18. Section 17.240.010 of the Bylaw outlines seven conditions that must be met for an applicant to be eligible for a Special Permit generally. The following are the relevant conditions in this case:
2) The requested use is essential or desirable to the public convenience or welfare.
3) The requested use will not create undue traffic congestion or unduly impair pedestrian safety.
6) The requested use will not impair the integrity or character of the district of adjoining districts nor be detrimental to the health, safety, convenience or welfare.
19. After holding a public hearing, the ZBA denied the First Application in written decision dated and filed with the Town Clerk on April 5, 2012 (First Decision). The ZBAs findings in the First Decision stated:
A) The Special Permit may not be granted if there is detriment to the public good.
B) The proposed use will create undue traffic safety in the area and will impair the character of adjoining districts and be more detrimental to the surrounding area.
C) The requested use could lend itself to be detrimental to the character of the neighborhood.
D) Increase in traffic and on street parking, because of lack of off street parking will result to increase the congestion to the surrounding streets and neighborhood.
20. In March 2012, Roth, with the help of her daughter, Ms. Roth-Oosten, decided to put up their own website advertising a B&B at the Property named Chateau sur Mer. The website lists a phone number for the B&B and with links to airbnb.com to book rooms. The website is still active today, but the airbnb.com links are no longer functional. [Note 2] Tr. 1:31-32, 80-83, 86, 93-94; Exh. 13.
21. On April 23, 2012, Roth filed an action with this court pursuant to G.L. c. 40A, § 17, appealing the First Decision, docketed as case no. 462887. Roth and the ZBA filed their Joint Motion for Remand to the ZBA on December 24, 2012, and the court issued an Order of Remand on January 3, 2013.
22. Roth added a second driveway in July 2013 to create additional parking for the B&B. The second driveway is up against the boundary line between the Property and Richard Dimes property, with a masonry cinder block wall along the border (Dimes driveway). Although a Winthrop building official told Roth that the Dimes driveway required a two foot non-asphalt buffer along the property line, the Town building inspector met with Roths contractor and signed off on the location of the driveway, after which Roth obtained a permit from the Public Works Department. Tr. 1:24, 55-56, 59-61, 113-118; View; see attached Exhibit A.
23. During June and July 2013, Gill testified that he received numerous complaints from neighbors about multiple vehicles with out-of-state license plates coming and going from the Property and parked on Sargent Street overnight. Neighbors took photographs of these cars both parked on Sargent Street and in the Sargent Street driveway. Neighbors also raised safety concerns regarding the ability of out-of-state guests to navigate the neighborhoods complicated maze of one-way streets and complained of drivers traveling in the wrong direction on Sargent Street. Tr. 1:139, 155-57, 160, 162-63, 170, 185-86, 191, 193.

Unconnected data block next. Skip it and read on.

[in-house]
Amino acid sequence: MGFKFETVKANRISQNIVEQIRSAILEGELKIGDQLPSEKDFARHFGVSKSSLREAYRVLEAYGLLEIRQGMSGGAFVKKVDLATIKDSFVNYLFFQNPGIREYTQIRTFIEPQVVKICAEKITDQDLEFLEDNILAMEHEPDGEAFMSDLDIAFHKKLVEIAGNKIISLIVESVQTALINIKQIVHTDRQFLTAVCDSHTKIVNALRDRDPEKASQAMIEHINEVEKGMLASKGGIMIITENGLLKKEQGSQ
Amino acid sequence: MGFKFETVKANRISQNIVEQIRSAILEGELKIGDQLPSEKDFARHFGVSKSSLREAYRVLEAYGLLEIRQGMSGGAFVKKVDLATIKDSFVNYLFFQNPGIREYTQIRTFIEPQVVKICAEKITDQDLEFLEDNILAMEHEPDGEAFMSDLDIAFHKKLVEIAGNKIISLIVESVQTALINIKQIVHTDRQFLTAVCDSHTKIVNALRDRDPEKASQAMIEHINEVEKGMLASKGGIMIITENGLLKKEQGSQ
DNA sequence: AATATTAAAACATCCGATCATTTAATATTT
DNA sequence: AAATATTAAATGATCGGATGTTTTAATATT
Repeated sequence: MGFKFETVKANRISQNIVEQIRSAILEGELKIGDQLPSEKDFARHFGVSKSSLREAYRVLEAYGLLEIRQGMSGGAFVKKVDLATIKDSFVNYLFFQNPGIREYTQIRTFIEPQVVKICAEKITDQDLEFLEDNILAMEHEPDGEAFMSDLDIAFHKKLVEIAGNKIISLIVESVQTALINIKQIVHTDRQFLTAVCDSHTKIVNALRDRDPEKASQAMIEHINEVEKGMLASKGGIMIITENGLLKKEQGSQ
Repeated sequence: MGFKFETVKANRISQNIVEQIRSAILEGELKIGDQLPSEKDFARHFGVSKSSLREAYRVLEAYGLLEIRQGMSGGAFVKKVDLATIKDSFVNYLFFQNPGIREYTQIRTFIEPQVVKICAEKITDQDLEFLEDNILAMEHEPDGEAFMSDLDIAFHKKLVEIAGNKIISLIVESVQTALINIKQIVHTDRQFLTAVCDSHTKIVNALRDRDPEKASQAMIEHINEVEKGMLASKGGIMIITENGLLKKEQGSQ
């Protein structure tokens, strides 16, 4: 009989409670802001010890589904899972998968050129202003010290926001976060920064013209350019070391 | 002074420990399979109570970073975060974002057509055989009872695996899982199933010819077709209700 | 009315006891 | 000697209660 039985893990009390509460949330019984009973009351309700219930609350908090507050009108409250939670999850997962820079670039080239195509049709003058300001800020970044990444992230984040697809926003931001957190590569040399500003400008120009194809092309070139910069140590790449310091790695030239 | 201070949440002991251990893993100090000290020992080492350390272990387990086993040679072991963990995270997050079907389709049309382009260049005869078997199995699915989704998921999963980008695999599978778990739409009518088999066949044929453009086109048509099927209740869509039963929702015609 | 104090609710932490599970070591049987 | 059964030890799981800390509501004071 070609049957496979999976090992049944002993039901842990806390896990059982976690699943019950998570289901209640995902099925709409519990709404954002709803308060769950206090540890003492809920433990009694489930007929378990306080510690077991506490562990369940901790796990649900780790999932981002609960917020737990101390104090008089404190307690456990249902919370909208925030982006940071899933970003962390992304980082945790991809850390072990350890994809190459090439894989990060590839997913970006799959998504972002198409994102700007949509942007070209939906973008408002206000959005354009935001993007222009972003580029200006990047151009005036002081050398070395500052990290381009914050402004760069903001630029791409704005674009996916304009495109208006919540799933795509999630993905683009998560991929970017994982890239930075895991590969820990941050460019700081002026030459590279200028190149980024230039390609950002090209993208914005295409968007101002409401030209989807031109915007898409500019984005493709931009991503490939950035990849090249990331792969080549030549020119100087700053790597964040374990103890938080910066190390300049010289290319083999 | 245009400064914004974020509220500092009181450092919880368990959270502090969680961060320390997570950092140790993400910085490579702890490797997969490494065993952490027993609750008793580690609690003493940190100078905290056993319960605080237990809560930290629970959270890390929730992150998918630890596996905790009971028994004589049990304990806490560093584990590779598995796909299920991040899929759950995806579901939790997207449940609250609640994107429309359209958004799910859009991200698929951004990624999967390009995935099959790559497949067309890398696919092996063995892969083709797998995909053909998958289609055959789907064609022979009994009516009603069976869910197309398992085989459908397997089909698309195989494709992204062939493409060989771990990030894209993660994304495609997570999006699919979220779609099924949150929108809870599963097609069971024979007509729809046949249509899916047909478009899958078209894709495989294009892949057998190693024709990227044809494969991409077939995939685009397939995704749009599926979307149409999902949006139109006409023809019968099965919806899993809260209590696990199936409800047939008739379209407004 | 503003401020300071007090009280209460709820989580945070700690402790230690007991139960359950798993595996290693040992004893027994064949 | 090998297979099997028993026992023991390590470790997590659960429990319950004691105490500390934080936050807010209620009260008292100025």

24. On August 8, 2013, the Order of Remand was withdrawn at the request of the parties. The Court issued a preliminary injunction ordering Roth to immediately cease and desist any commercial use of the Property until otherwise permitted to do so. Exh. 6.
25. On December 5, 2013, Roth filed a second special permit application with the ZBA, seeking a special permit to operate a four-bedroom bed and breakfast at the Property, which was assigned the administrative number 18-2013 (Second Application). Roth filed more detailed blueprints of the Property, designating which rooms would be reserved for guests, as well as the number and size of beds and where they might be positioned in the rooms. Roth also submitted an updated parking management plan showing the availability of six parking spaces at the Property split between the Sargent Street driveway, the Dimes driveway, and the garage. Exhs. 4, 10, 11.
26. After holding a public hearing, the ZBA denied the Second Application in a written decision dated and filed with the Town Clerk on January 29, 2014 (Second Decision). The Second Decision states that [o]n January 9, 2014 the hearing resumed. Ms. Roth amended her original application to state that she would be renting a total of three bedrooms for no more than fourteen days, in accordance with Section 17.49 of the [bylaw]. The Second Decision also states: A stamped and signed Exhibit plot plan provided by Hancock Survey Associates, Inc. dated July 14, 2013 was submitted in accordance with Section 17.20 of the [bylaw], showing availability for 6 parking spaces on the premises. The ZBAs findings in the Second Decision are as follows:
1) The reduction in bedrooms from four on the first application to three on the current application was not a material change in the conditions upon which the first application was based; and
2) The Special Permit may not be granted due to the detriment of the public good; and